Stay up to date with notifications from The Independent

Notifications can be managed in browser preferences.

Coronavirus: Claims deadly virus is ‘good for bitcoin’ may be confused

Cryptocurrency's price rises by nearly a third amid series of global crises. But correlation does not necessarily imply causation

Anthony Cuthbertson
Tuesday 28 January 2020 12:33 GMT
Some cryptocurrency analysts believe coronavirus has helped push up bitcoin's price
Some cryptocurrency analysts believe coronavirus has helped push up bitcoin's price (iStock/ composite)

It is not even February and it feels like more news has happened since the start of 2020 than the whole of 2019 combined. The beginning of the new decade has seen Donald Trump play World War Three Chicken with Iran, Australia catch on fire amid dire climate forecasts, a US presidential impeachment trial, plagues of locusts devastate vast regions of Africa, and now the outbreak of a deadly virus from China.

For some cryptocurrency analysts and enthusiasts, moments of global crisis and geopolitical turmoil have become an opportunity to explain the notoriously volatile price of bitcoin.

The phenomenon has even inspired a popular meme, whereby a negative or seemingly unconnected event is arbitrarily attributed to the value of the cryptocurrency.

The 'This is good for bitcoin' theory states that during times of uncertainty, investors look to non-sovereign assets and currencies in order to safeguard their wealth.

For those that adhere to the belief that bitcoin is a safe-haven asset, it therefore may seem like no coincidence that its price has performed exceptionally well throughout the chaos of 2020, increasing its value by nearly a third since the start of the year.

Now, its price appears to be climbing in direct correlation with increasing fears over the global coronavirus epidemic.

Bitcoin has risen in price every day since Wuhan was placed under quarantine on 23 January, gaining nearly 10 per cent in value in less than a week. At around $9,000, it is currently trading at its highest level since November.

Other cryptocurrencies have also followed suit, with ethereum (ether), ripple (XRP) and bitcoin cash all experiencing considerable gains since the start of the outbreak.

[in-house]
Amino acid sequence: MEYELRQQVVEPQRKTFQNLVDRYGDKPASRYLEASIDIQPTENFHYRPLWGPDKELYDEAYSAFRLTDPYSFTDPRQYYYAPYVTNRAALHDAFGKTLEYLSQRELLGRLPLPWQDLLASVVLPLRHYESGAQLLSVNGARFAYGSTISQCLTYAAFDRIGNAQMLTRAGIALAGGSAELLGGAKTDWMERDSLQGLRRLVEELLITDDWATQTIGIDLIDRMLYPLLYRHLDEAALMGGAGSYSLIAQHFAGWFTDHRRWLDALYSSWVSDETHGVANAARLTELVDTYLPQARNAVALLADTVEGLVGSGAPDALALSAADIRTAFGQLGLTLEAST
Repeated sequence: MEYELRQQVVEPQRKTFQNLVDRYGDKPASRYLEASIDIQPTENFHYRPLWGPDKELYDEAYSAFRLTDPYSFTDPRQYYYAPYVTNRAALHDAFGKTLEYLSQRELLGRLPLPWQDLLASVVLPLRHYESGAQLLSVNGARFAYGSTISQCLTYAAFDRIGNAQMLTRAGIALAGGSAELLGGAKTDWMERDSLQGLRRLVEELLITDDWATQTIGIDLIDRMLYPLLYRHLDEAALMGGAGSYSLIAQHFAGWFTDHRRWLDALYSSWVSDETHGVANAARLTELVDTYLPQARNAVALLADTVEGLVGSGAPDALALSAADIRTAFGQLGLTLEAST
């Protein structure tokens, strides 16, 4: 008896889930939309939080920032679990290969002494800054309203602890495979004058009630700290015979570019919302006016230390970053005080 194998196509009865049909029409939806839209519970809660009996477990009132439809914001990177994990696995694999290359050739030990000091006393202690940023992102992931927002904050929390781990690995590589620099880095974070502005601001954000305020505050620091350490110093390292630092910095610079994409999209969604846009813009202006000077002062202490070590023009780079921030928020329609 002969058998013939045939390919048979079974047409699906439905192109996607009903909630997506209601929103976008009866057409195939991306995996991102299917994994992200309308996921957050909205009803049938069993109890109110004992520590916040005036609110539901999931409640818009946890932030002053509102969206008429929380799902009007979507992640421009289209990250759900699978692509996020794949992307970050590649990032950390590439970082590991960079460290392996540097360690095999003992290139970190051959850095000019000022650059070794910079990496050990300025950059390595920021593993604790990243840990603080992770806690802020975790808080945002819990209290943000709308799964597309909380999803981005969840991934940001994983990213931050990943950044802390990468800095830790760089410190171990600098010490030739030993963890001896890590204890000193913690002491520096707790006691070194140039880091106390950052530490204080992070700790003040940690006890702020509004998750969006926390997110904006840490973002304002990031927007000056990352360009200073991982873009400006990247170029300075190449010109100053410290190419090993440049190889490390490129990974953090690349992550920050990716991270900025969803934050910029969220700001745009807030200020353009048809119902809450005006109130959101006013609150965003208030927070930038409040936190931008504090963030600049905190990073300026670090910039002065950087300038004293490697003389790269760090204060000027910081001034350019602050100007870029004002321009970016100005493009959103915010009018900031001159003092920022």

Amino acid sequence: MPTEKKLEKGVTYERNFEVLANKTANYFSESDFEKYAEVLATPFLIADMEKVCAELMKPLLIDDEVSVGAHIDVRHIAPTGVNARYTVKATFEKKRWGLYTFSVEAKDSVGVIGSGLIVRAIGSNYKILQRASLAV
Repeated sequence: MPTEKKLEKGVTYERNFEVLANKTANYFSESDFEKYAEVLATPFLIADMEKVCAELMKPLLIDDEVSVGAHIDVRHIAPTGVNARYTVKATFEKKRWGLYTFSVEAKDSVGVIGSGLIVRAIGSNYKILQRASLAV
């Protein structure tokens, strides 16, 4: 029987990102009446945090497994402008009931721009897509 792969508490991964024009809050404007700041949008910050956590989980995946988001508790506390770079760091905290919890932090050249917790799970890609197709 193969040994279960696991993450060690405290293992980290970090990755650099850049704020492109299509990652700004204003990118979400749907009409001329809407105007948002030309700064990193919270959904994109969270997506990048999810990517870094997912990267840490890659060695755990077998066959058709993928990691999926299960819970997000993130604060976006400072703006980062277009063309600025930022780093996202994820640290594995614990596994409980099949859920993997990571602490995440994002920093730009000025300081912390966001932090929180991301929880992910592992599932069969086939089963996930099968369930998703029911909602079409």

"Prices jumped to near three-month highs following turbulence on traditional stock markets, reinforcing cryptocurrency's growing position as a possible safe haven investment," said Simon Peters, an analysts at the online trading platform eToro.

"Cryptocurrencies seem to be mimicking the reaction seen in gold, the classic safe haven, which has also soared in recent days due to fears that the coronavirus is now spreading globally."

The price of bitcoin has risen by nearly 10 per cent since Wuhan was placed under quarantine on 23 January, 2020 (CoinMarketCap)

Similar conclusions were made earlier in January amid growing tensions between the US and Iran, as well as in August during the escalating trade war between the US and China.

Despite this, there is little research to actually support the theory that such events are related to bitcoin's fortunes. Market movements have instead been connected to developments within the cryptocurrency industry, such as favourable regulation being introduced, or rumours that a country is developing its own cryptocurrency.

Its value has also been pinned to the whims of traders who own large volumes of bitcoin, known as whales.

Cryptocurrency author David Gerard claims the cryptocurrency market is "rife with insider trading" and that a number of whales "have colluded for years" in order to manipulate its price.

"The bitcoin price is a game for whales to wreck the smaller players," he wrote in a 2019 blog post.

"Anyone who claims the bitcoin price is in any way organic, or follows real-world events, is simply talking nonsense."

Join our commenting forum

Join thought-provoking conversations, follow other Independent readers and see their replies


Thank you for registering

Please refresh the page or navigate to another page on the site to be automatically logged inPlease refresh your browser to be logged in